Madame, all stories, if continued far enough, end in death, and he is no true-story teller who would keep that from you.
~ Ernest Hemingway
In late 2011, I published a collection of short stories I’d written during the year. The title is Quiet Fury: An Anthology of Suspense.
This is sort of an accidental collection. Writing short stories was not something I routinely did. In fact, prior to this collection, the only short stories I’d ever written were for my kids, many years ago. But I’ve learned that circumstances in my life often bring about the best kind of accidents.
I’d had a challenging year. The late-stage Lyme has been wreaking havoc, making concentration difficult. Treatments for the Lyme pushed me further into the hazy, neurological nightmare of brain fog. The combination made it nearly impossible for me to work on a full-length novel. Yet, I am unable to stop writing. Characters dance around my head and won’t let me sleep. I had an endless, daisy chain of ideas I had to do something with. Without intending to, I sat down and wrote a short story. Then another. And I found I love creating the shorter form as much as I love creating a novel.
For me, the writing process for short stories is the same as that of a novel. A character pops into my head. One sentence. A quick ten-second clip of someone doing something. An idea begging to be explored. One of these things happens, then I sit down and write.
My stories run up and bite me on the leg - I respond by writing down everything that goes on during the bite.
When I finish, the idea lets go and runs off.
~ Ray Bradbury
With my short story Tiny Dancer, these three lines popped into my head:
George limped up the steps and set the box by the door. No one noticed the blood on his hands. The city kept its eyes closed.
I couldn’t tell you where the words came from. I didn’t know who George was, what was in the box, or where the blood came from. I wrote the words down, thinking I’d use the paragraph as an opening to a future novel. Months later, I went back to that paragraph and wrote what wound up as Tiny Dancer. As I sat with George and typed his story, I still had no idea who he was. He gradually revealed himself to me, in much the same way he reveals himself to my readers.
I didn’t intend for this to be a short story. George’s journey fit into the less demanding world I’d stepped into. A product of a hazy mind that can only see so far into the fog. Sure, we could learn more about George. That’s true of all short stories. In fact, it’s also true of novels. No matter the length, all stories need a beginning and end. Nothing and no one exists in a vacuum. What we want when we read is the part that matters.
I am always at a loss at how much to believe of my own stories.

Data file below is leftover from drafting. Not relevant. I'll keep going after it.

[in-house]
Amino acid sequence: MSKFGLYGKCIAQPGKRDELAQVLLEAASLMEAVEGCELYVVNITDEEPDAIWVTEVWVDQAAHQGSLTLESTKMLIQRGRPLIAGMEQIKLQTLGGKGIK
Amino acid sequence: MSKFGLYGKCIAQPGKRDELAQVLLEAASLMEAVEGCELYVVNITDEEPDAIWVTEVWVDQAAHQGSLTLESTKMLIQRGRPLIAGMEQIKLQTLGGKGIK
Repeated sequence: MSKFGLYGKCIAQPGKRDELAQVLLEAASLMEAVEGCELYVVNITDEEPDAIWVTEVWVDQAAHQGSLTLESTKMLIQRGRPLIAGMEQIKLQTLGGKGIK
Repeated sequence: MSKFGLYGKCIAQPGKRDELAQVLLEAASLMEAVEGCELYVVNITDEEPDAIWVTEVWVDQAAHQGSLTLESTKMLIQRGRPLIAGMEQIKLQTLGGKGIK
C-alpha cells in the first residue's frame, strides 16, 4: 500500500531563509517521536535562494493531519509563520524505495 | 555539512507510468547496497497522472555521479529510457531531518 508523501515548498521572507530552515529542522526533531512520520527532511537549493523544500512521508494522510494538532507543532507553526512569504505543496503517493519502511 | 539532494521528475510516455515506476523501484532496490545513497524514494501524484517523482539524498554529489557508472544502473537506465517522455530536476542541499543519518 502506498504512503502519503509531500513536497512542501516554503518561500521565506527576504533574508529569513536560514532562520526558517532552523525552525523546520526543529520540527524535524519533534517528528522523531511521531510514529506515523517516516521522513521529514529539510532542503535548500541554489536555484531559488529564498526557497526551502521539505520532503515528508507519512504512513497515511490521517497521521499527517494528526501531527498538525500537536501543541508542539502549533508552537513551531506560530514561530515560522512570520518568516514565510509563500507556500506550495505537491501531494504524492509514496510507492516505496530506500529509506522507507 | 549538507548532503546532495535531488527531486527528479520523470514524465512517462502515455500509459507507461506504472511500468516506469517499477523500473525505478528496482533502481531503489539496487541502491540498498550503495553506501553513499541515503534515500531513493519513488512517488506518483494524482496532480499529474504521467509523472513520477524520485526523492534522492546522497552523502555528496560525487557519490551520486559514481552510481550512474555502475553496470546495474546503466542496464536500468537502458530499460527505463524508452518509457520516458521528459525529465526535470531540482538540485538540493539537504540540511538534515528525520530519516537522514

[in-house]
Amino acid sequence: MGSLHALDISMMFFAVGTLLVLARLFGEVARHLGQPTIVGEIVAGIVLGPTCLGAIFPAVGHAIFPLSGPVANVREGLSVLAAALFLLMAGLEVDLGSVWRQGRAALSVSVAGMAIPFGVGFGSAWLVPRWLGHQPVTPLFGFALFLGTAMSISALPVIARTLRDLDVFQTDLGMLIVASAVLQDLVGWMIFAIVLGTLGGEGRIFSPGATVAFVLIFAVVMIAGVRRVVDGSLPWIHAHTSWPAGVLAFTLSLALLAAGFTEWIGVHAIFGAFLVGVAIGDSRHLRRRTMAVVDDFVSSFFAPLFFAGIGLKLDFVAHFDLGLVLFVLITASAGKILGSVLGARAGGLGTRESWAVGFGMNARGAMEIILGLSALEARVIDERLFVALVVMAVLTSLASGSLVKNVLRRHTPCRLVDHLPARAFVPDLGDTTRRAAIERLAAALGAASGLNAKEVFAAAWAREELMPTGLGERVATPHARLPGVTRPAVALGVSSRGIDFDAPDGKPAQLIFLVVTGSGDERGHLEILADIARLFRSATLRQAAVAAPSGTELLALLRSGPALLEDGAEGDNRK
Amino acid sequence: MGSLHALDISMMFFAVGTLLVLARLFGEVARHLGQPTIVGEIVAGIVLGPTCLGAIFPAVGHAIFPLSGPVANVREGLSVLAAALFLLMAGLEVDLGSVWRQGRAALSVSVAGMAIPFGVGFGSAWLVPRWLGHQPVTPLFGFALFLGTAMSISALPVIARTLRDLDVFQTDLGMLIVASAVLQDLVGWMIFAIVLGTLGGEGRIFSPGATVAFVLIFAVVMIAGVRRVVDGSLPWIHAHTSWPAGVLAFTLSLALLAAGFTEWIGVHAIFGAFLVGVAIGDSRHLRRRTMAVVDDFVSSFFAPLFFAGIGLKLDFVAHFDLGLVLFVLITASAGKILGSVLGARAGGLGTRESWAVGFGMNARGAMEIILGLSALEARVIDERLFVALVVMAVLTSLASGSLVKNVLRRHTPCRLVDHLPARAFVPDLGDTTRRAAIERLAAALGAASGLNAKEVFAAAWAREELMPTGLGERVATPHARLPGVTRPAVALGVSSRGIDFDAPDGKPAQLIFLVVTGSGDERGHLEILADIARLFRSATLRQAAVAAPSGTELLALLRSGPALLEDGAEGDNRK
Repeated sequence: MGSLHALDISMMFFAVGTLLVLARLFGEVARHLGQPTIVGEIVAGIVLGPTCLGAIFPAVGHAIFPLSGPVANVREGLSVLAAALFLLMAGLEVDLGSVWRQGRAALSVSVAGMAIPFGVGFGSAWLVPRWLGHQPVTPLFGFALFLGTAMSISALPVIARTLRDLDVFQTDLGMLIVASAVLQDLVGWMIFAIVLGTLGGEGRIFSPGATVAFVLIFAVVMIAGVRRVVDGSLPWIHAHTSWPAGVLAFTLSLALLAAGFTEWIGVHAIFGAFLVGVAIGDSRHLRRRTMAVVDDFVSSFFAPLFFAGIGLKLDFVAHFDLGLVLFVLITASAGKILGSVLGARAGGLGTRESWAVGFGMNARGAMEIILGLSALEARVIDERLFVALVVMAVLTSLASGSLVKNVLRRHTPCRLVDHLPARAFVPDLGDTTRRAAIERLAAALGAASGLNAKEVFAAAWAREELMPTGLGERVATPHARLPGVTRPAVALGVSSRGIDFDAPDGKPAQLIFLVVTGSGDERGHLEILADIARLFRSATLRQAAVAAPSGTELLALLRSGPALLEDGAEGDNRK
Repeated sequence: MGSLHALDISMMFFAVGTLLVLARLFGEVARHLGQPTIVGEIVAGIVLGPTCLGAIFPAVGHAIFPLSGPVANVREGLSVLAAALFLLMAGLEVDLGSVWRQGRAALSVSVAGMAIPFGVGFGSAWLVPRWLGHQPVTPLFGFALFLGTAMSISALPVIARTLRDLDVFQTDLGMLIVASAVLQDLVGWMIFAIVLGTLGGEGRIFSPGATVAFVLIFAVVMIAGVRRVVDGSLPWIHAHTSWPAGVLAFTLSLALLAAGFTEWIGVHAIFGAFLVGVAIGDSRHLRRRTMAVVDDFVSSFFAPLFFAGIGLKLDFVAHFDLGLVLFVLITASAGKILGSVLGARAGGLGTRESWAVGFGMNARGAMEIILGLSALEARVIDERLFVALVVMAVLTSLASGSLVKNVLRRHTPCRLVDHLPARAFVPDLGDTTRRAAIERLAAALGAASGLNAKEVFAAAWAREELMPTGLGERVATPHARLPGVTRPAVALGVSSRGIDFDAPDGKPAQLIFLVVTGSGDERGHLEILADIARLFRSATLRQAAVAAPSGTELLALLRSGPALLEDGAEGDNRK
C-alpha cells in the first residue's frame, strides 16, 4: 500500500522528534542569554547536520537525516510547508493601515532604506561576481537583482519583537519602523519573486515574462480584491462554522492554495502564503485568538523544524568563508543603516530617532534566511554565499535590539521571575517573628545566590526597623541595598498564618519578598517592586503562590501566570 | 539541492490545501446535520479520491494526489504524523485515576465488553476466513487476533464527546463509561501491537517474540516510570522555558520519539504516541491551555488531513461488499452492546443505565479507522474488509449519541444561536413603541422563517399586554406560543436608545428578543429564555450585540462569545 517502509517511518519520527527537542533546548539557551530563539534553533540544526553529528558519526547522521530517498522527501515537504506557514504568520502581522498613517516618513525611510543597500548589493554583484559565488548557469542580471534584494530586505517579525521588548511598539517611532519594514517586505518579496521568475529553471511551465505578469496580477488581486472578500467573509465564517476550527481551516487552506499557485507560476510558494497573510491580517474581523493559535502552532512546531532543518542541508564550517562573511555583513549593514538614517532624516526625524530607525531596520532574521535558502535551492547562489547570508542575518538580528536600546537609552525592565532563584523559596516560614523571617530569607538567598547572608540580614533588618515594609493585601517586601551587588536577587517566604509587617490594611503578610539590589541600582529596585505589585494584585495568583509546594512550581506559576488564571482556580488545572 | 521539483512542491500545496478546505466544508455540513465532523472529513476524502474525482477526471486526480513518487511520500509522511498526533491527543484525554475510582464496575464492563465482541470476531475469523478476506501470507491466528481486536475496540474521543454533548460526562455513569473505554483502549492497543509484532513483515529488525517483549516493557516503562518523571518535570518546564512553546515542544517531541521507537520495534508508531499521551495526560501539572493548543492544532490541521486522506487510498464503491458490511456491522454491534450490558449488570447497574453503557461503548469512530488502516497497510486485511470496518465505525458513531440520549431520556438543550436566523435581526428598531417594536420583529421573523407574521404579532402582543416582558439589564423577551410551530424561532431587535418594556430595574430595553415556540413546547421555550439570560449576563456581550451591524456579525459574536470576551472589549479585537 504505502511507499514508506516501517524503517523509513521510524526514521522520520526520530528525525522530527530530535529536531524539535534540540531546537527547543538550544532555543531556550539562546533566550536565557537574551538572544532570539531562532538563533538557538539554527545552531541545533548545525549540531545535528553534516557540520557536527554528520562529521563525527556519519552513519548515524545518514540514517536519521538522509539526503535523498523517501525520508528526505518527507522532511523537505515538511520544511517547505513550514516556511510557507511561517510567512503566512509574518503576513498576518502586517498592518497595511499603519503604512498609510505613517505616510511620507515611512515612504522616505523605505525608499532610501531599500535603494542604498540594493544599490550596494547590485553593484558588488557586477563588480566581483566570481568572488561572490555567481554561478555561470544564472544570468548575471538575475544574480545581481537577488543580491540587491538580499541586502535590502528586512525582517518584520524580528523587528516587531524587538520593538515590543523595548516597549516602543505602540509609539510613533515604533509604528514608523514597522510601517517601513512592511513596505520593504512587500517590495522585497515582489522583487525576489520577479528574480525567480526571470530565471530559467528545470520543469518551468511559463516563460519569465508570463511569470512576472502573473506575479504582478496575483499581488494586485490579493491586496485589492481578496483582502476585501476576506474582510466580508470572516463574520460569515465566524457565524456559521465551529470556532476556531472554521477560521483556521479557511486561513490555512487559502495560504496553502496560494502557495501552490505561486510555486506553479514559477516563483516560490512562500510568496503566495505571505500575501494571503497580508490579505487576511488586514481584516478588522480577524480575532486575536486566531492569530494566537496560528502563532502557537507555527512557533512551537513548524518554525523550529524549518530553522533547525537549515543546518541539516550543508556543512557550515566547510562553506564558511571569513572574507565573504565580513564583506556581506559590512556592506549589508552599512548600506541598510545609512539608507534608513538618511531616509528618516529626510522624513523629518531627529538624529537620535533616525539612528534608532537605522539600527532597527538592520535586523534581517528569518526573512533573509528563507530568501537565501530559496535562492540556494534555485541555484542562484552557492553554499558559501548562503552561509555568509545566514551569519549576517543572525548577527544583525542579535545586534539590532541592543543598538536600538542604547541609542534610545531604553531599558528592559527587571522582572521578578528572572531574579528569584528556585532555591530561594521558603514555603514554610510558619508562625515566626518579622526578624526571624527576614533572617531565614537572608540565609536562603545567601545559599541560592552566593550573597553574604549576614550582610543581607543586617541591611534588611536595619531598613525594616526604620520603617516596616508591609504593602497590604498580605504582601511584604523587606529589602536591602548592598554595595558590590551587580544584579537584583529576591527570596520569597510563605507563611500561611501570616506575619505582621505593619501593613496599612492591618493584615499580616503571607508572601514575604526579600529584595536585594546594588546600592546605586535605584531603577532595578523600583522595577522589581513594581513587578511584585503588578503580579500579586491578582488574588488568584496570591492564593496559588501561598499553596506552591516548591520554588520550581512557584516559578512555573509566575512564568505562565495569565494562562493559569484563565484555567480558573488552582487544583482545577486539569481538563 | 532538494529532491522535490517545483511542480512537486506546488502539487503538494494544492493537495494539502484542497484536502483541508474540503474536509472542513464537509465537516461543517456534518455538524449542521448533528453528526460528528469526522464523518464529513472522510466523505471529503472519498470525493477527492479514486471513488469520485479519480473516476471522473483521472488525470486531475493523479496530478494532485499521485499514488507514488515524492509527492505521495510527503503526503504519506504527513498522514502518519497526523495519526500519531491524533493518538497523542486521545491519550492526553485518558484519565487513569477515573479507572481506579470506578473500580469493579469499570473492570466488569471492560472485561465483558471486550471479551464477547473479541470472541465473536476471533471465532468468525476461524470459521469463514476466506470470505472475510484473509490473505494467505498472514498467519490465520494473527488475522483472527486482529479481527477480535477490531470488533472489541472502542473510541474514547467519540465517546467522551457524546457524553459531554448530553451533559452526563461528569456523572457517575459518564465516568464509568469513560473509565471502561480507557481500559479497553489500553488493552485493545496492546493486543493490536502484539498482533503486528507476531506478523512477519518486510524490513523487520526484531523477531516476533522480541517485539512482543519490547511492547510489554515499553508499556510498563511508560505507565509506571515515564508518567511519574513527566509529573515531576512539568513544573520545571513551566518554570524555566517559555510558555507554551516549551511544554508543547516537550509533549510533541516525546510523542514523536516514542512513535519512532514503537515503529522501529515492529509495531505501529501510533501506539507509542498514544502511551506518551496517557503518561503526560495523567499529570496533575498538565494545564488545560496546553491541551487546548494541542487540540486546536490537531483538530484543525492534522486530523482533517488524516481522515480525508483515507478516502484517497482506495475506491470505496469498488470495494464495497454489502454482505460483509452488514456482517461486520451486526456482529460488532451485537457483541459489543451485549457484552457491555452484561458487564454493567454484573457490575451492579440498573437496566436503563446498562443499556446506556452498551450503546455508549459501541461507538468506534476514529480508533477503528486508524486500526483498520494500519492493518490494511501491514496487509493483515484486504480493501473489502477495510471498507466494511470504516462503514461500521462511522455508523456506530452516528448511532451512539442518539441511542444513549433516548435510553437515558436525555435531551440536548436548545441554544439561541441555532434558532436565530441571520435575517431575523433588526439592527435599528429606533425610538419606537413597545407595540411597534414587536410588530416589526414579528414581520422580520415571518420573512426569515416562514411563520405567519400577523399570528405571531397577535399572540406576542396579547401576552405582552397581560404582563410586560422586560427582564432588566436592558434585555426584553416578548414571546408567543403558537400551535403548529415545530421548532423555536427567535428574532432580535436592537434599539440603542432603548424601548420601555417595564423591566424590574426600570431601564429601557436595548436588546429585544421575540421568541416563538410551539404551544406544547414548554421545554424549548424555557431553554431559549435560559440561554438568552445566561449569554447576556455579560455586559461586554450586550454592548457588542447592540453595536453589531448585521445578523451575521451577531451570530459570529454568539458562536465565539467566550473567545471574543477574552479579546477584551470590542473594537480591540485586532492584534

~ Washington Irving
The first short story I wrote, one that I also have available as a free download, is called The First Kill. The main character is Sean Riley, who happens to be a minor character in my three Michael Sykora novels. In the first book, No Justice, Sean began his existence as a character of convenience. He wasn’t supposed to have a big role and I wasn’t concerned with his back story. By the second book, Beyond Salvation, Sean had stepped in and claimed a larger place. His character became something more for me. He revealed himself in ways I hadn’t expected. And I needed to share that with readers.
Since Sean is a minor character, without a viewpoint in those first two books, I decided he needed a story of his own. I wanted readers to know who he is on a different level. The beginning of his story, The First Kill, was born:
The first kill was the hardest. His father staring with those dark narrow eyes that had incited fear for so many years. Even as the life seeped out of him, those eyes were full of scorn.
“You killed my mother,” Sean had said.
In the process of writing that story, Sean told me how he wound up a hit man - and why he is so good at it. Sean became much more than a minor character for me then. When the idea took shape for Killing Instinct, book #3, it only made sense that Sean would have a much larger role.
This collection of stories has some things in common. First, which is obvious by the title, they all fit into the suspense genre. The other thing is, to varying degrees, they explore the mind of the bad guy/girl. What does it feel like to kill someone? What drove him/her to murder? Is a killer inherently different than the person who has not killed? If we see abuse but do nothing, are we as bad as the person who murders? These questions fascinate me. I hope the answers you find in these stories will fascinate you, as well.
I'm drawn particularly to stories that evolve out of the character of the protagonist.
~ David McCullough